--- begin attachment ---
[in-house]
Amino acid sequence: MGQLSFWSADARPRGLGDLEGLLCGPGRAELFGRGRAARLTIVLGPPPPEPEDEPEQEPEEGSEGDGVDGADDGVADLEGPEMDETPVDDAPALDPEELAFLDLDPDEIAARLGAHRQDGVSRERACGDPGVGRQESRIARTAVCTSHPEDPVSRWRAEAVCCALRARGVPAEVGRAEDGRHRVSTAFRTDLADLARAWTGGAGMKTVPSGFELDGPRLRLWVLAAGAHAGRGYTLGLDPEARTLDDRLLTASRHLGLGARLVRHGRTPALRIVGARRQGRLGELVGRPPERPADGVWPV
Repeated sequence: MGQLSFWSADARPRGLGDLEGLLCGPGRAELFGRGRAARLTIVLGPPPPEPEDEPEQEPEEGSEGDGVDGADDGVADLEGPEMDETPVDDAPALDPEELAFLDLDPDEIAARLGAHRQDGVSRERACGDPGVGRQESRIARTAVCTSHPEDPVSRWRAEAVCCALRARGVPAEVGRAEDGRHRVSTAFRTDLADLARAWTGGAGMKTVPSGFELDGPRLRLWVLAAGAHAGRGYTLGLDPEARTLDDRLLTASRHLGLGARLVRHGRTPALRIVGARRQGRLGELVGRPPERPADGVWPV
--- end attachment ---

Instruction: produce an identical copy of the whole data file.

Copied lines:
[in-house]
Amino acid sequence: MGQLSFWSADARPRGLGDLEGLLCGPGRAELFGRGRAARLTIVLGPPPPEPEDEPEQEPEEGSEGDGVDGADDGVADLEGPEMDETPVDDAPALDPEELAFLDLDPDEIAARLGAHRQDGVSRERACGDPGVGRQESRIARTAVCTSHPEDPVSRWRAEAVCCALRARGVPAEVGRAEDGRHRVSTAFRTDLADLARAWTGGAGMKTVPSGFELDGPRLRLWVLAAGAHAGRGYTLGLDPEARTLDDRLLTASRHLGLGARLVRHGRTPALRIVGARRQGRLGELVGRPPERPADGVWPV
Repeated sequence: MGQLSFWSADARPRGLGDLEGLLCGPGRAELFGRGRAARLTIVLGPPPPEPEDEPEQEPEEGSEGDGVDGADDGVADLEGPEMDETPVDDAPALDPEELAFLDLDPDEIAARLGAHRQDGVSRERACGDPGVGRQESRIARTAVCTSHPEDPVSRWRAEAVCCALRARGVPAEVGRAEDGRHRVSTAFRTDLADLARAWTGGAGMKTVPSGFELDGPRLRLWVLAAGAHAGRGYTLGLDPEARTLDDRLLTASRHLGLGARLVRHGRTPALRIVGARRQGRLGELVGRPPERPADGVWPV